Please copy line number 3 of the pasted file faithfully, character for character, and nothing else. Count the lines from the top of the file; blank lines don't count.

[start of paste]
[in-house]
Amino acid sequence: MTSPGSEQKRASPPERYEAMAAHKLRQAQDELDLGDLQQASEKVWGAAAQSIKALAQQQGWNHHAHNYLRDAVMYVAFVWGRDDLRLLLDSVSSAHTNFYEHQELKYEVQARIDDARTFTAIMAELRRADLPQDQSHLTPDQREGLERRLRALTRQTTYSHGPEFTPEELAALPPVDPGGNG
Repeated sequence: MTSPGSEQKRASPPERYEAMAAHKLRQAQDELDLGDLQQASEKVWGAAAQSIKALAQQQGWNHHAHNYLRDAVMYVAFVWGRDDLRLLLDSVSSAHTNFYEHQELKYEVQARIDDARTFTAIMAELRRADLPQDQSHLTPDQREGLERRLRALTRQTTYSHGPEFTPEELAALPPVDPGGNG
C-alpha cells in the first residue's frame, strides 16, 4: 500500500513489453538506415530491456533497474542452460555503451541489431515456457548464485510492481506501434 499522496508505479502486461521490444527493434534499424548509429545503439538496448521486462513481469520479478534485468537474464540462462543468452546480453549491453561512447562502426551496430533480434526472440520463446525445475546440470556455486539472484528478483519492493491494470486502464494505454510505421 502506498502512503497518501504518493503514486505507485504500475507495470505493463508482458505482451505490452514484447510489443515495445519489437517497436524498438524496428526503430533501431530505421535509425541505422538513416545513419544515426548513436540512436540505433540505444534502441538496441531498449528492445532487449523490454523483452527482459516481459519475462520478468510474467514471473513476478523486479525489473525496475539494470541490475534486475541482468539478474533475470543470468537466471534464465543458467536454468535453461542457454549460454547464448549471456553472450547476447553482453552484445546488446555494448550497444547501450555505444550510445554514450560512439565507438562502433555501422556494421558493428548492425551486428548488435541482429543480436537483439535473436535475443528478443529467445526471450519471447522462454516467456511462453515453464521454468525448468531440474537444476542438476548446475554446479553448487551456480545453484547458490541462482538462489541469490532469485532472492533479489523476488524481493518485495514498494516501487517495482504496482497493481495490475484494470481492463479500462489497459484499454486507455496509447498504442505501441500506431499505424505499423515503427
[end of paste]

Repeated sequence: MTSPGSEQKRASPPERYEAMAAHKLRQAQDELDLGDLQQASEKVWGAAAQSIKALAQQQGWNHHAHNYLRDAVMYVAFVWGRDDLRLLLDSVSSAHTNFYEHQELKYEVQARIDDARTFTAIMAELRRADLPQDQSHLTPDQREGLERRLRALTRQTTYSHGPEFTPEELAALPPVDPGGNG